§ 79. Mr. Nabarro
asked the Chancellor of the Exchequer why clothes are generally subject to Purchase Tax at 5 per cent. whereas carpets attract Purchase Tax at 12½ per cent., both being integral parts of the textiles group.
I dealt with the reasons underlying the scheme of Purchase Tax rates during the passage of the last two Finance Bills. Neither the 5 per cent. tax on clothing nor the 12½ per cent. tax on floor coverings is confined to textile articles.
§ 80. Mr. Nabarro
asked the Chancellor of the Exchequer how many different rates of Purchase Tax are applicable to the products of the toilet preparations and cosmetics industry; whether the packages invariably attract Purchase 118W Tax; and, having regard to inequalities in this field, what steps he proposes to take to secure appropriate reform and uniformity.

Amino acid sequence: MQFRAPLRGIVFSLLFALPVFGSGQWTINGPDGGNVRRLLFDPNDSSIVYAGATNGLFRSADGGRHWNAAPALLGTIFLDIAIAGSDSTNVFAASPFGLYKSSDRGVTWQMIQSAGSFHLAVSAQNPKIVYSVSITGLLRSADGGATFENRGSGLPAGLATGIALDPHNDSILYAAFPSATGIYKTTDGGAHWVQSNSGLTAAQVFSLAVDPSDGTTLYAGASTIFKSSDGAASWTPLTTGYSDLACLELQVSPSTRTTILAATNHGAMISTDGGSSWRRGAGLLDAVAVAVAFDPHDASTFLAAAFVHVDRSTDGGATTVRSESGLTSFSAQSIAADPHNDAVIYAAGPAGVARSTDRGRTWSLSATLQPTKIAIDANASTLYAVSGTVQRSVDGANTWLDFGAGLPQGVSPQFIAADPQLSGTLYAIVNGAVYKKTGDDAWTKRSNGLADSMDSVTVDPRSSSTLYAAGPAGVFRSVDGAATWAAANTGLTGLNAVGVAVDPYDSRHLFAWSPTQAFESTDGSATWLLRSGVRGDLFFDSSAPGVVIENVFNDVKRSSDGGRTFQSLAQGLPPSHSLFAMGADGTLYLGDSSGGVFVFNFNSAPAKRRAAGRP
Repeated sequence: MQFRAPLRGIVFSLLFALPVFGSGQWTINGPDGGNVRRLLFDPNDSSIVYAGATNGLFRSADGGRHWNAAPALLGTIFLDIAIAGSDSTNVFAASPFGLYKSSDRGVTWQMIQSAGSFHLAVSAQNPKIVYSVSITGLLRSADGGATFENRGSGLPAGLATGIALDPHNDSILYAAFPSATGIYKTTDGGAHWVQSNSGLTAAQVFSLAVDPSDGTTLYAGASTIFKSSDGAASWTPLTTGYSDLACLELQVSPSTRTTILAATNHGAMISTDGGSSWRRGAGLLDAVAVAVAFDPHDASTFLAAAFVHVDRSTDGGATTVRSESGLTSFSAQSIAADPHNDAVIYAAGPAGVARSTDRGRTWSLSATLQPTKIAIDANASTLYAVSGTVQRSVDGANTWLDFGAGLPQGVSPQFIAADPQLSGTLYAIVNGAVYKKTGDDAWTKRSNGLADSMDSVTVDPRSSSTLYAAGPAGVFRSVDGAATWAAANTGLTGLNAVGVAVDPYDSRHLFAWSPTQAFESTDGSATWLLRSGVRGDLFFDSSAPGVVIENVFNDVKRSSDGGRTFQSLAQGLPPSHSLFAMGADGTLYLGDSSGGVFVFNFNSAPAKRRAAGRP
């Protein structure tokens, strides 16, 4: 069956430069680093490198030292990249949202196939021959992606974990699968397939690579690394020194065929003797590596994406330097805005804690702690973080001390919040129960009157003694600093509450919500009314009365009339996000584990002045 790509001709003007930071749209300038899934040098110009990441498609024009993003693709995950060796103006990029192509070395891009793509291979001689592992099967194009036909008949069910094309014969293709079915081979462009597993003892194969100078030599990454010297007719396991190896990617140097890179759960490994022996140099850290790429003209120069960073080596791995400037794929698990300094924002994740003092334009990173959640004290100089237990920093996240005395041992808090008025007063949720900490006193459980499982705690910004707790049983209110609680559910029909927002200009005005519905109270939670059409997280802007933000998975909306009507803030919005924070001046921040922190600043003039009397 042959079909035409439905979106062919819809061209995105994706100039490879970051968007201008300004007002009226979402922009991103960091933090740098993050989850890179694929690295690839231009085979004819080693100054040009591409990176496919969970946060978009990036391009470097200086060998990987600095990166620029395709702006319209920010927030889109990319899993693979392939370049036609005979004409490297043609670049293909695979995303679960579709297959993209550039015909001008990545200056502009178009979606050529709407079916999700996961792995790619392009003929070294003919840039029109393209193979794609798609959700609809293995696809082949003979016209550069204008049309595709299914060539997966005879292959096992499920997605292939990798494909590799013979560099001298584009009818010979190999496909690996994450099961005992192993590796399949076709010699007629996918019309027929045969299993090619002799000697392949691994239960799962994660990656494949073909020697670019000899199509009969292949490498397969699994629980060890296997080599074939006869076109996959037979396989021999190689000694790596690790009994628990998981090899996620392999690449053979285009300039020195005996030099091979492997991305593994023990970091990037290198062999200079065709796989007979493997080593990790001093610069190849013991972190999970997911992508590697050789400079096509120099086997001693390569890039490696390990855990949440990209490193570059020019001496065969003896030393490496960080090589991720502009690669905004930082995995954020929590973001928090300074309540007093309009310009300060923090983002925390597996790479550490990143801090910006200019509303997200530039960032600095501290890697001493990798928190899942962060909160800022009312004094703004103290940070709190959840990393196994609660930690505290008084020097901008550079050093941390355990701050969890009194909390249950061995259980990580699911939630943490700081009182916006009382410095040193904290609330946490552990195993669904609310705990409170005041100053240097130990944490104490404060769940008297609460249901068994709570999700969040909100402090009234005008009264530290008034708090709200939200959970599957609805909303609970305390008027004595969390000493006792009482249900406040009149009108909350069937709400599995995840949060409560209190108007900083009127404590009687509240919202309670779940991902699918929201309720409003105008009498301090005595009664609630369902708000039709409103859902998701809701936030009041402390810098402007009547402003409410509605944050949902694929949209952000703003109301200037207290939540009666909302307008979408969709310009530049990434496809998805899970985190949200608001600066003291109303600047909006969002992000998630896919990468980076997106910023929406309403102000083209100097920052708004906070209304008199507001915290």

The applicable rates are 25 per cent. and 50 per cent. of the wholesale value which includes the value of any container. I do not propose to anticipate my Budget statement.
§ Mr. Nabarro
asked the Chancellor of the Exchequer why the domestic bath attracts no Purchase Tax whereas special bath accessories for elderly and infirm persons and invalids, such as bath assistance rails and bath seat-aids attract Purchase Tax at the rate of 12½ per cent., and a bath seat at the rate of 5 per cent. Purchase Tax; and why these categories of aids are subject to Purchase Tax at different rates.
The bath is a builder's fixture; the other articles named are chargeable as domestic hardware or toiletware, but of course chairs and seats are chargeable at 5 per cent. only.
§ Mr. A. Lewis
asked the Chancellor of the Exchequer if he will state the type of goods now in the group carrying the lowest Purchase Tax level; and how much he estimates the Treasury would lose in revenue if this group of items were freed from Purchase Tax.
Clothing and furniture; my Budget estimate for Purchase Tax included approximately £55 million in respect of goods liable at this rate.